Anomaly Detection using B-spline Control Points as Feature Space in
Annotated Trajectory Data from the Maritime Domain
Mathias Anneken
, Yvonne Fischer
and J
urgen Beyerer
Fraunhofer Institute of Optronics, System Technologies and Image Exploitation (Fraunhofer IOSB), Karlsruhe, Germany
Vision and Fusion Laboratory, Karlsruhe Institute of Technology (KIT), Karlsruhe, Germany
B-spline Interpolation, Support Vector Machines, Artificial Neural Networks, Multilayer Perceptron, Gaussian
Mixture Models, Anomaly Detection, Trajectories, Maritime Domain.
The detection of anomalies and outliers is an important task for surveillance applications as it supports oper-
ators in their decision making process. One major challenge for the operators is to keep focus and not to be
overwhelmed by the amount of information supplied by different sensor systems. Therefore, helping an op-
erator to identify important details in the incoming data stream is one possibility to strengthen their situation
awareness. In order to achieve this aim, the operator needs a detection system with high accuracy and low
false alarm rates, because only then the system can be trusted. Thus, a fast and reliable detection system based
on b-spline representation is introduced. Each trajectory is estimated by its cubic b-spline representation. The
normal behavior is then learned by different machine learning algorithm like support vector machines and
artificial neural networks, and evaluated by using an annotated real dataset from the maritime domain. The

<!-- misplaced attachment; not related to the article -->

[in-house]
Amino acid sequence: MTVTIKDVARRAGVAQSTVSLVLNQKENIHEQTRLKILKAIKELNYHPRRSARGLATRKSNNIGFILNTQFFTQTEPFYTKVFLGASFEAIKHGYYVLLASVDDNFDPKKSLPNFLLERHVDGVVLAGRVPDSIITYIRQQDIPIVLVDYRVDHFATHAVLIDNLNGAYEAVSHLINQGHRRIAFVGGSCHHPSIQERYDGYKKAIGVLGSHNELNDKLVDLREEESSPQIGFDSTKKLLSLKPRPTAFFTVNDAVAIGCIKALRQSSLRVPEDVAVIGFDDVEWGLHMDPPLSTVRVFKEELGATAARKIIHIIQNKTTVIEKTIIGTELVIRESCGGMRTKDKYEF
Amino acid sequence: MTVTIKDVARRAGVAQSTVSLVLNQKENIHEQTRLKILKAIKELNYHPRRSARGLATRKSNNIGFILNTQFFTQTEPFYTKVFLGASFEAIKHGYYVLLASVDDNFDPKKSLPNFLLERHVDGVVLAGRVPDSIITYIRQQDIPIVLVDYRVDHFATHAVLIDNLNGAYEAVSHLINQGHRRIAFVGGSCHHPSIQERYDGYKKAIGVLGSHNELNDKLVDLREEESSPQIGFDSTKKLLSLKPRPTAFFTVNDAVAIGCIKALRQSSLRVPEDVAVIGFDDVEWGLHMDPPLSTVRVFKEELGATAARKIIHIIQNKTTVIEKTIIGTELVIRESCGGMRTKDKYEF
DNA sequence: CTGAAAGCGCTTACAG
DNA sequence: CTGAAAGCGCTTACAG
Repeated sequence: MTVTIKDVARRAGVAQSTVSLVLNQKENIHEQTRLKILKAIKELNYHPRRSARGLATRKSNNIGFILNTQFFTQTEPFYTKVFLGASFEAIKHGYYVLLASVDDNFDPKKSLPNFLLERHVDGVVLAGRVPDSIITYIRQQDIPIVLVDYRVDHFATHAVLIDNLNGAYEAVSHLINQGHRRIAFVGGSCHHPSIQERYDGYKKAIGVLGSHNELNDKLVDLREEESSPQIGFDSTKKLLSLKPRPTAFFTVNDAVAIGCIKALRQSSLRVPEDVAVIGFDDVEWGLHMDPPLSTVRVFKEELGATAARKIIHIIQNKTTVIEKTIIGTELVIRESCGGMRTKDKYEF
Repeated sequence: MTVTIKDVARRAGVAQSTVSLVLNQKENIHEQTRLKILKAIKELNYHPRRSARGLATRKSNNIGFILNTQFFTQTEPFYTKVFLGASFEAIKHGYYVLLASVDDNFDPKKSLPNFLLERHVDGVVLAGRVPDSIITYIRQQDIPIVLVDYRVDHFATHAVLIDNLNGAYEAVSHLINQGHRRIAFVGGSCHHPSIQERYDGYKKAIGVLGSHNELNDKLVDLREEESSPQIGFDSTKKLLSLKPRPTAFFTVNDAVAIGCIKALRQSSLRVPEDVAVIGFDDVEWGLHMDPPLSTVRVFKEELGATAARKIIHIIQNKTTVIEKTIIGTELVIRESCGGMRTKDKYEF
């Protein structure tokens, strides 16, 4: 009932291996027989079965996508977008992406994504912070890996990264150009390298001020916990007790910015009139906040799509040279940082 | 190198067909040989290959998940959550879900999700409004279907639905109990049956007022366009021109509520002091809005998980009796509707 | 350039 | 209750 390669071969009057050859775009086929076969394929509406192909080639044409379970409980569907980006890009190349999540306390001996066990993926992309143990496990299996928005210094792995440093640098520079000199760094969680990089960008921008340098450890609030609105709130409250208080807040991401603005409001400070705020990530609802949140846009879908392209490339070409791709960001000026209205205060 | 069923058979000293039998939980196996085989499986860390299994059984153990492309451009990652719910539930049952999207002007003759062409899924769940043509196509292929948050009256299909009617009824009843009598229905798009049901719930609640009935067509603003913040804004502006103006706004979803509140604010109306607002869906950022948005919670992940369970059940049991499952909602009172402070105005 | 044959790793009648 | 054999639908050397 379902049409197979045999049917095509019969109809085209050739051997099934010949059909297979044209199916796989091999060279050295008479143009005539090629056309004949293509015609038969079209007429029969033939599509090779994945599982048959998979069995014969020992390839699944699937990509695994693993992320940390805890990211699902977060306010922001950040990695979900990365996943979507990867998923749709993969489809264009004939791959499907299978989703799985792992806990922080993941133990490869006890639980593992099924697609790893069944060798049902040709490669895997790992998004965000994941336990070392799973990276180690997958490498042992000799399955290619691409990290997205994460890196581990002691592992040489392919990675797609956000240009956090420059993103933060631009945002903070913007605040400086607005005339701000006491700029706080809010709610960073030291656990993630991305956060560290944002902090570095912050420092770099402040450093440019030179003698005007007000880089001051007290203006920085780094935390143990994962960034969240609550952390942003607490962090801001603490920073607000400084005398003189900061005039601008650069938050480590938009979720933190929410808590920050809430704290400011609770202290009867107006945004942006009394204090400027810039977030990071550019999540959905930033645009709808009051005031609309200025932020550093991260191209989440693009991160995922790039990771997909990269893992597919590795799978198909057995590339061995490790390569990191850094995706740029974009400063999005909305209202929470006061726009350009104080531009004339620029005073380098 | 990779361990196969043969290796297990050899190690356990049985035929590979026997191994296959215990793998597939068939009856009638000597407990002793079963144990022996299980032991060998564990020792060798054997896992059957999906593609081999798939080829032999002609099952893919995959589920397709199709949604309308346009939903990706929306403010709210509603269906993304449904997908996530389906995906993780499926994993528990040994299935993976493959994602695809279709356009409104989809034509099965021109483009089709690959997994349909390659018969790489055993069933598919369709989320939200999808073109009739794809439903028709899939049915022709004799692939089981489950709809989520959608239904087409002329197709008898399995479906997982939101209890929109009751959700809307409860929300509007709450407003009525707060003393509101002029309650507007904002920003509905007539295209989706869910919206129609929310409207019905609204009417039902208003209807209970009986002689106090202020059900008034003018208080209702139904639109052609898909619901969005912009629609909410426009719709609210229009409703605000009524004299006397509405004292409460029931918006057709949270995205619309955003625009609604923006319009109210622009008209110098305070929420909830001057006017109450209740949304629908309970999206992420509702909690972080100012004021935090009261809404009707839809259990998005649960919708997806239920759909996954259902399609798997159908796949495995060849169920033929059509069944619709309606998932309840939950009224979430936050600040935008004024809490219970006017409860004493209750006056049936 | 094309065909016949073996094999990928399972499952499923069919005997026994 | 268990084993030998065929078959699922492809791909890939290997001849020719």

results are compared to other algorithms.
As technology progresses, the amount of sensors and
their recorded data in surveillance applications in-
creases. Therefore, operators of such systems need
to be supported to maintain an overview about all im-
portant object movements and their impact. In order
to help the operators, anomaly detection systems are
introduced into the surveillance systems. The aim is
to identify patterns that reveal an unexpected behavior
of objects, which significantly differs from normal be-
havior prior recorded or modeled by domain experts.
For an operator to accept the assistance of such
a system, it must be reliable. This means in partic-
ular, that the system must be able to classify the be-
havior with a low false alarm rate and high accuracy.
Else, the operator loses his faith in the system and
might start to ignore it. Another important aspect is
the method of displaying the unusual behavior. Only
if the operator is able to clearly identify the reason for
the alarm, he will be able to take the correct further
Therefore, an algorithm with high precision and
recall is introduced. First, related work regarding the
anomaly detection, the algorithm and the application
domain (here, the maritime domain) is described. Af-
terwards, the main idea of the algorithm is explained
and an empirical evaluation with annotated real tra-
jectory data is conducted. At the end, a conclusion
and insight into future work are given.
The overview of general anomaly detection algo-
rithms by Chandola et al. (2009) gives a first im-
pression about the versatility of different approaches
and domains of outlier and novelty detection algo-
rithms. The field ranges from surveillance applica-
tion to computer security and fraud detection. Morris
and Trivedi (2008) give an overview about anomaly
detection specially by using optical sensors. They
divide the surveyed works into different applications
like traffic surveillance and interactions between mul-
tiple objects, and cluster these works by the used tech-
niques and the method of information retrieval from